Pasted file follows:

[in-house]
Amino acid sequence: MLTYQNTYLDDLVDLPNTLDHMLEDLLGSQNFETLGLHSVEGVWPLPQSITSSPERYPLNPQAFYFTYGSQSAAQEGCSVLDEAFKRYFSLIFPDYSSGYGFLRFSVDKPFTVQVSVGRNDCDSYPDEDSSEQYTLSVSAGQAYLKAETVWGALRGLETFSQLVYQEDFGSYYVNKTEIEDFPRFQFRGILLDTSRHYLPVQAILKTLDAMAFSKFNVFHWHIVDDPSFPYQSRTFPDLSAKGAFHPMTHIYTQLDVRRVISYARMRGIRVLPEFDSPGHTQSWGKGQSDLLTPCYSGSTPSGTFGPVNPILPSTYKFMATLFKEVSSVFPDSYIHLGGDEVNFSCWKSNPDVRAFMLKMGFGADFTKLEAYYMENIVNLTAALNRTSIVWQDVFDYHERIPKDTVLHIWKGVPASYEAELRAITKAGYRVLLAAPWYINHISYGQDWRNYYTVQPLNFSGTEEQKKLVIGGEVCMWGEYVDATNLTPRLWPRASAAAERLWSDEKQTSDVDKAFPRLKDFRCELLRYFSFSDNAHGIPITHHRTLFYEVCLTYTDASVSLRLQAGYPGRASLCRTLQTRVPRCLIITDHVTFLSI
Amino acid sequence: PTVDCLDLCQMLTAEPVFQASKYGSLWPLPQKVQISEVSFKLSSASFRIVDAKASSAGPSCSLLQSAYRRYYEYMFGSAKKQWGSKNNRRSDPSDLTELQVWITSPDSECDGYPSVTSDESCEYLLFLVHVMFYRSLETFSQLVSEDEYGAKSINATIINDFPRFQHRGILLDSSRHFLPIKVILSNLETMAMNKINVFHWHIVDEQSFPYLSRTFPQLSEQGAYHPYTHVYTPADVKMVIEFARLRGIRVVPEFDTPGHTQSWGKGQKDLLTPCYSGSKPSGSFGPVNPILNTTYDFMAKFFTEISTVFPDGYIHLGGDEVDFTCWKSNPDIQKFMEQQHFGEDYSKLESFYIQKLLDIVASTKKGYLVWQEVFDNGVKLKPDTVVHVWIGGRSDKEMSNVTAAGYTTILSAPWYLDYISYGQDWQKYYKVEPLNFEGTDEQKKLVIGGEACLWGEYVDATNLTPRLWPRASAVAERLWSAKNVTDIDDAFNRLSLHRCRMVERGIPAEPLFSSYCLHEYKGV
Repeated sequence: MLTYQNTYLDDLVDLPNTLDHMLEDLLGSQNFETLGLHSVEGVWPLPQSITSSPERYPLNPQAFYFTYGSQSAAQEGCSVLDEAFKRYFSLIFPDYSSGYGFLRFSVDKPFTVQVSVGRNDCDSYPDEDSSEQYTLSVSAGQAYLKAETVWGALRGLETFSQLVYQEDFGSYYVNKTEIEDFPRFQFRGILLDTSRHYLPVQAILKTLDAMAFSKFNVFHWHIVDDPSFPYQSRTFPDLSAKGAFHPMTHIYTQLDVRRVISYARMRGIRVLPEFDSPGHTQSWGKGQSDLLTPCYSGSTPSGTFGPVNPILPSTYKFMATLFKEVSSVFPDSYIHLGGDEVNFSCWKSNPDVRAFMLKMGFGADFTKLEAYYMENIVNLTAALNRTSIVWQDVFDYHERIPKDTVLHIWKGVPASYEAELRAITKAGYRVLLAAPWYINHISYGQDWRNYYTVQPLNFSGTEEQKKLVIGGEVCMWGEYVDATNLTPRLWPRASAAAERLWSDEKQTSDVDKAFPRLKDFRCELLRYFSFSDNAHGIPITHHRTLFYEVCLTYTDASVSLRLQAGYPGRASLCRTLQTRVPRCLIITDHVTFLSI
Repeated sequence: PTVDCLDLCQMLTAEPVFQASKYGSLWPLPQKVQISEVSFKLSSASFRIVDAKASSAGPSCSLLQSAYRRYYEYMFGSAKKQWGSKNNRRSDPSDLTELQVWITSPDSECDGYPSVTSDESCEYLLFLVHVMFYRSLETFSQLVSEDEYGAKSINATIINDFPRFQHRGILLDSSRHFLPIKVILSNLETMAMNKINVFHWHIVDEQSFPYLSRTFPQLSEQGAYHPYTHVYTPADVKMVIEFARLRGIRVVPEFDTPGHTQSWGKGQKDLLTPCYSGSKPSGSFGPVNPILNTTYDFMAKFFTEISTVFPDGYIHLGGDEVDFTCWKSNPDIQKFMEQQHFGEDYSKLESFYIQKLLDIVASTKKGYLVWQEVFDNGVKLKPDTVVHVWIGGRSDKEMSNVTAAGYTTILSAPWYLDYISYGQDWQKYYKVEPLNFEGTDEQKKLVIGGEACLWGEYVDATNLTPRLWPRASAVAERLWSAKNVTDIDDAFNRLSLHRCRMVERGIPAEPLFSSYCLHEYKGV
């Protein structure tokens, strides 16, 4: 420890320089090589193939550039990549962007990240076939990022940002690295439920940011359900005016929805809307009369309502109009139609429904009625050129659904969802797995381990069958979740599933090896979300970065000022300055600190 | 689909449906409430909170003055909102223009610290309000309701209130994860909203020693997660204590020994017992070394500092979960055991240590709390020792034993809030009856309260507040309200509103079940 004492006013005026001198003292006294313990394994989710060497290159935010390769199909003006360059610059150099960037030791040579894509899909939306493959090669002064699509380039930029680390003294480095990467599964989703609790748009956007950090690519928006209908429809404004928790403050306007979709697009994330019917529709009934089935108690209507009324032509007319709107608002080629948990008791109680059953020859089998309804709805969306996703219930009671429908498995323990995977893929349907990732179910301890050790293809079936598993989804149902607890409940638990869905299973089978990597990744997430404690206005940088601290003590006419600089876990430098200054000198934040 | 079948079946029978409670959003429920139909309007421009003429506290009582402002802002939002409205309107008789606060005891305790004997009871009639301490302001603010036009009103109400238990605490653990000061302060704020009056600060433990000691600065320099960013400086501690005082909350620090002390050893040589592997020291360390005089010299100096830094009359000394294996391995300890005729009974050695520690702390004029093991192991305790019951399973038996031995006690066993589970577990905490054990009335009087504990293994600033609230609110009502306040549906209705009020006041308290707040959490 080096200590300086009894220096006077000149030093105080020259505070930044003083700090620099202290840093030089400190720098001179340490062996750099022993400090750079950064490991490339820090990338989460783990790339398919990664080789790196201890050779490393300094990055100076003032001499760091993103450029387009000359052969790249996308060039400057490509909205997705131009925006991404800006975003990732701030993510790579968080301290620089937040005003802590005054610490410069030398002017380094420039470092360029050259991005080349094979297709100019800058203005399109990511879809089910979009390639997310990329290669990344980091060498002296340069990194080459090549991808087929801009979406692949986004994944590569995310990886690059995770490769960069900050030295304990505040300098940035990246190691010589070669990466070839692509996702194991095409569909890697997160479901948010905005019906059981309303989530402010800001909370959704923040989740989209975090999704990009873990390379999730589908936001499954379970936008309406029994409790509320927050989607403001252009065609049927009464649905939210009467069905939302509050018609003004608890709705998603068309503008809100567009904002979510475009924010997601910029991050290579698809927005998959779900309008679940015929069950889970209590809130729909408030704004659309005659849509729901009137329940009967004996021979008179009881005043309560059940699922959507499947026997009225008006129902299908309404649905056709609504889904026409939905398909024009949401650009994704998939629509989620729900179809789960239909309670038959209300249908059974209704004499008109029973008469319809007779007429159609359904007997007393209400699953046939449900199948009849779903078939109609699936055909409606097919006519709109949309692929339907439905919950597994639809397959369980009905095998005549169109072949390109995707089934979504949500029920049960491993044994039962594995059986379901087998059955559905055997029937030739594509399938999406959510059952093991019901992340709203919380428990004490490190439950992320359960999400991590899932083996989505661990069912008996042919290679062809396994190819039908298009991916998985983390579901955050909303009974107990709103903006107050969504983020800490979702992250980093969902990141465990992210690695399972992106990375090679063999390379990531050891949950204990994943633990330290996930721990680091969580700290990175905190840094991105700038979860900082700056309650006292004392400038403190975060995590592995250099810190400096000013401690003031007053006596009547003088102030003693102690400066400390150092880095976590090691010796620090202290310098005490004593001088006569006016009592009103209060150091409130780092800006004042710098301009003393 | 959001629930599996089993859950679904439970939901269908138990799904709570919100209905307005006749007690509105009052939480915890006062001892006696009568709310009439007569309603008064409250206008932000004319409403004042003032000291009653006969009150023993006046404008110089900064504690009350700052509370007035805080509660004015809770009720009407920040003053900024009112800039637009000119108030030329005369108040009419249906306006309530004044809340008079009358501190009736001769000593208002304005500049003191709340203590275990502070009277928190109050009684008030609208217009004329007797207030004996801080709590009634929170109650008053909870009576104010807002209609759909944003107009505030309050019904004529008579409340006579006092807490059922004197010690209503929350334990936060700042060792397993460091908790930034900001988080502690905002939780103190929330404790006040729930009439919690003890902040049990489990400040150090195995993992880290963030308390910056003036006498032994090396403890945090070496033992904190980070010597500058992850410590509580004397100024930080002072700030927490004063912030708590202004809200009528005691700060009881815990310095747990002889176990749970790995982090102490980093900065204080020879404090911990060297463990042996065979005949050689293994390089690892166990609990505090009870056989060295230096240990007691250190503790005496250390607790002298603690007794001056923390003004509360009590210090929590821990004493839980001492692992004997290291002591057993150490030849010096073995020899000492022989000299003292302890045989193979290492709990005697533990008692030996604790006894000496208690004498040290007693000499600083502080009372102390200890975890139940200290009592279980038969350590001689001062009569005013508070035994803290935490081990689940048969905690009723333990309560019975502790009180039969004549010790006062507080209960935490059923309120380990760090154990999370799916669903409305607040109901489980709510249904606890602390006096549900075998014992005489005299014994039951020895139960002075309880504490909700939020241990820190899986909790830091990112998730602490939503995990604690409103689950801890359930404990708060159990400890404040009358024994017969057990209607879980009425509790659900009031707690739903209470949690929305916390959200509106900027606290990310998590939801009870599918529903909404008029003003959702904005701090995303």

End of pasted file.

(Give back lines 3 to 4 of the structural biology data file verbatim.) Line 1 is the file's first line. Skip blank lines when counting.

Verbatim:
Amino acid sequence: PTVDCLDLCQMLTAEPVFQASKYGSLWPLPQKVQISEVSFKLSSASFRIVDAKASSAGPSCSLLQSAYRRYYEYMFGSAKKQWGSKNNRRSDPSDLTELQVWITSPDSECDGYPSVTSDESCEYLLFLVHVMFYRSLETFSQLVSEDEYGAKSINATIINDFPRFQHRGILLDSSRHFLPIKVILSNLETMAMNKINVFHWHIVDEQSFPYLSRTFPQLSEQGAYHPYTHVYTPADVKMVIEFARLRGIRVVPEFDTPGHTQSWGKGQKDLLTPCYSGSKPSGSFGPVNPILNTTYDFMAKFFTEISTVFPDGYIHLGGDEVDFTCWKSNPDIQKFMEQQHFGEDYSKLESFYIQKLLDIVASTKKGYLVWQEVFDNGVKLKPDTVVHVWIGGRSDKEMSNVTAAGYTTILSAPWYLDYISYGQDWQKYYKVEPLNFEGTDEQKKLVIGGEACLWGEYVDATNLTPRLWPRASAVAERLWSAKNVTDIDDAFNRLSLHRCRMVERGIPAEPLFSSYCLHEYKGV
Repeated sequence: MLTYQNTYLDDLVDLPNTLDHMLEDLLGSQNFETLGLHSVEGVWPLPQSITSSPERYPLNPQAFYFTYGSQSAAQEGCSVLDEAFKRYFSLIFPDYSSGYGFLRFSVDKPFTVQVSVGRNDCDSYPDEDSSEQYTLSVSAGQAYLKAETVWGALRGLETFSQLVYQEDFGSYYVNKTEIEDFPRFQFRGILLDTSRHYLPVQAILKTLDAMAFSKFNVFHWHIVDDPSFPYQSRTFPDLSAKGAFHPMTHIYTQLDVRRVISYARMRGIRVLPEFDSPGHTQSWGKGQSDLLTPCYSGSTPSGTFGPVNPILPSTYKFMATLFKEVSSVFPDSYIHLGGDEVNFSCWKSNPDVRAFMLKMGFGADFTKLEAYYMENIVNLTAALNRTSIVWQDVFDYHERIPKDTVLHIWKGVPASYEAELRAITKAGYRVLLAAPWYINHISYGQDWRNYYTVQPLNFSGTEEQKKLVIGGEVCMWGEYVDATNLTPRLWPRASAAAERLWSDEKQTSDVDKAFPRLKDFRCELLRYFSFSDNAHGIPITHHRTLFYEVCLTYTDASVSLRLQAGYPGRASLCRTLQTRVPRCLIITDHVTFLSI